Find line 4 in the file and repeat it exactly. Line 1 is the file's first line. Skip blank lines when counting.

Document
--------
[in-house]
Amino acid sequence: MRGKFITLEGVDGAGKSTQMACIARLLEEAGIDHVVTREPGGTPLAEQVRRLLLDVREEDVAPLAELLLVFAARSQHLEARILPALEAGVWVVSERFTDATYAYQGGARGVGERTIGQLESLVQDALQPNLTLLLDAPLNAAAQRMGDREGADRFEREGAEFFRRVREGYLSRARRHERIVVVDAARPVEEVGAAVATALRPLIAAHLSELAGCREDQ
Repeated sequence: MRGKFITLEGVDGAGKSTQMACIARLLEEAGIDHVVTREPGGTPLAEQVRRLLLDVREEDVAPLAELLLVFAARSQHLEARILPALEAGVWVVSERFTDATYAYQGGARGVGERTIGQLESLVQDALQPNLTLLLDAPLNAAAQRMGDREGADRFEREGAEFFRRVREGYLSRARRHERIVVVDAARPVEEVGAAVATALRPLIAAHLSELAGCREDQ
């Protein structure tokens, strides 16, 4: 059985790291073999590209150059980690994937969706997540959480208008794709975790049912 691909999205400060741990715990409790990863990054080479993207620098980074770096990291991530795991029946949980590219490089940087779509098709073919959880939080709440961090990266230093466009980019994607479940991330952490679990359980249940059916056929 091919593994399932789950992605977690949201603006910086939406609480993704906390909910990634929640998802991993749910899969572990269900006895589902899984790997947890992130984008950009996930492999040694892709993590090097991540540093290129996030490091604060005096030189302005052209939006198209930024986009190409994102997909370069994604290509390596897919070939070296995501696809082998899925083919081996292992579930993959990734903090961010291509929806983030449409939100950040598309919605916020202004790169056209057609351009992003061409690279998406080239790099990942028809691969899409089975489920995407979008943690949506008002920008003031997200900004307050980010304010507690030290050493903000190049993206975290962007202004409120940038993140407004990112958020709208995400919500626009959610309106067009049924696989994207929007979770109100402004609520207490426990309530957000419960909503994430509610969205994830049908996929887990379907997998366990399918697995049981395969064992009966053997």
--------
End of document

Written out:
């Protein structure tokens, strides 16, 4: 059985790291073999590209150059980690994937969706997540959480208008794709975790049912 691909999205400060741990715990409790990863990054080479993207620098980074770096990291991530795991029946949980590219490089940087779509098709073919959880939080709440961090990266230093466009980019994607479940991330952490679990359980249940059916056929 091919593994399932789950992605977690949201603006910086939406609480993704906390909910990634929640998802991993749910899969572990269900006895589902899984790997947890992130984008950009996930492999040694892709993590090097991540540093290129996030490091604060005096030189302005052209939006198209930024986009190409994102997909370069994604290509390596897919070939070296995501696809082998899925083919081996292992579930993959990734903090961010291509929806983030449409939100950040598309919605916020202004790169056209057609351009992003061409690279998406080239790099990942028809691969899409089975489920995407979008943690949506008002920008003031997200900004307050980010304010507690030290050493903000190049993206975290962007202004409120940038993140407004990112958020709208995400919500626009959610309106067009049924696989994207929007979770109100402004609520207490426990309530957000419960909503994430509610969205994830049908996929887990379907997998366990399918697995049981395969064992009966053997």